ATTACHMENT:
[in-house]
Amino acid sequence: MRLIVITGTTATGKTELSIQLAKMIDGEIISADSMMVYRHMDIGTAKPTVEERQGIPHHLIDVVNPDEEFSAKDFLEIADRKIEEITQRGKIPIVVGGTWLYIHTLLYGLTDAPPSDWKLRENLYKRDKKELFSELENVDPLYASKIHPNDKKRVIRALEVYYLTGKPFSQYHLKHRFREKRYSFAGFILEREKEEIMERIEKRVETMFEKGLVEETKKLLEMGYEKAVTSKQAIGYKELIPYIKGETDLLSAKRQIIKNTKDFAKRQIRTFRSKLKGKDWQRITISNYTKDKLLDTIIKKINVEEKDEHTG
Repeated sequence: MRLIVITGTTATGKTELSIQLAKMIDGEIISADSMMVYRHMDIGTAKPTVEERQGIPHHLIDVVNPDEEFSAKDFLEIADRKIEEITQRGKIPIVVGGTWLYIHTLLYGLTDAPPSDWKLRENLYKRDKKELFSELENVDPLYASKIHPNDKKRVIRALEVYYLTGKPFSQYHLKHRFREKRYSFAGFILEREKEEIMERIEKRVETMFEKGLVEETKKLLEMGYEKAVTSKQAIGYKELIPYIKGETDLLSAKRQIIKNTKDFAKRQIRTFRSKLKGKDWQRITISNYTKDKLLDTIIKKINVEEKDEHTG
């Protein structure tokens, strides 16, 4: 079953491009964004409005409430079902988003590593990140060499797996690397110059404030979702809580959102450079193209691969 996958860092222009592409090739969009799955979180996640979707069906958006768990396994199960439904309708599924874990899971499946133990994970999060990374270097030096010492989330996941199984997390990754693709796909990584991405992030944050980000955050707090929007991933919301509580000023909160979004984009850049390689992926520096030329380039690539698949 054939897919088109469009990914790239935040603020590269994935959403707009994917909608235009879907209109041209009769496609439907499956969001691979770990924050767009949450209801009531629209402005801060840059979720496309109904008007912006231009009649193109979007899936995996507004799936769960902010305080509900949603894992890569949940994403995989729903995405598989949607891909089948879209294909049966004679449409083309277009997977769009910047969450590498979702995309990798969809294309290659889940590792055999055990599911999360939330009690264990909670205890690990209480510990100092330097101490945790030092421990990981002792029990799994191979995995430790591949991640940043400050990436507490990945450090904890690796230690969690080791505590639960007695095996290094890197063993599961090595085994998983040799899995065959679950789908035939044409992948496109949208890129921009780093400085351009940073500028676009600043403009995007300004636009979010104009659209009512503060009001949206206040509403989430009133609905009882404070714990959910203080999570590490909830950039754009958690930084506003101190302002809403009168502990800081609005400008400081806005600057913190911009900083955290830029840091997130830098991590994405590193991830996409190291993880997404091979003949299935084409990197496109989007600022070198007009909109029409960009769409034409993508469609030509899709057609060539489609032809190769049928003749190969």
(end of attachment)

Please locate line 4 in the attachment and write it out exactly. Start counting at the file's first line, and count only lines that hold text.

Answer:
């Protein structure tokens, strides 16, 4: 079953491009964004409005409430079902988003590593990140060499797996690397110059404030979702809580959102450079193209691969 996958860092222009592409090739969009799955979180996640979707069906958006768990396994199960439904309708599924874990899971499946133990994970999060990374270097030096010492989330996941199984997390990754693709796909990584991405992030944050980000955050707090929007991933919301509580000023909160979004984009850049390689992926520096030329380039690539698949 054939897919088109469009990914790239935040603020590269994935959403707009994917909608235009879907209109041209009769496609439907499956969001691979770990924050767009949450209801009531629209402005801060840059979720496309109904008007912006231009009649193109979007899936995996507004799936769960902010305080509900949603894992890569949940994403995989729903995405598989949607891909089948879209294909049966004679449409083309277009997977769009910047969450590498979702995309990798969809294309290659889940590792055999055990599911999360939330009690264990909670205890690990209480510990100092330097101490945790030092421990990981002792029990799994191979995995430790591949991640940043400050990436507490990945450090904890690796230690969690080791505590639960007695095996290094890197063993599961090595085994998983040799899995065959679950789908035939044409992948496109949208890129921009780093400085351009940073500028676009600043403009995007300004636009979010104009659209009512503060009001949206206040509403989430009133609905009882404070714990959910203080999570590490909830950039754009958690930084506003101190302002809403009168502990800081609005400008400081806005600057913190911009900083955290830029840091997130830098991590994405590193991830996409190291993880997404091979003949299935084409990197496109989007600022070198007009909109029409960009769409034409993508469609030509899709057609060539489609032809190769049928003749190969």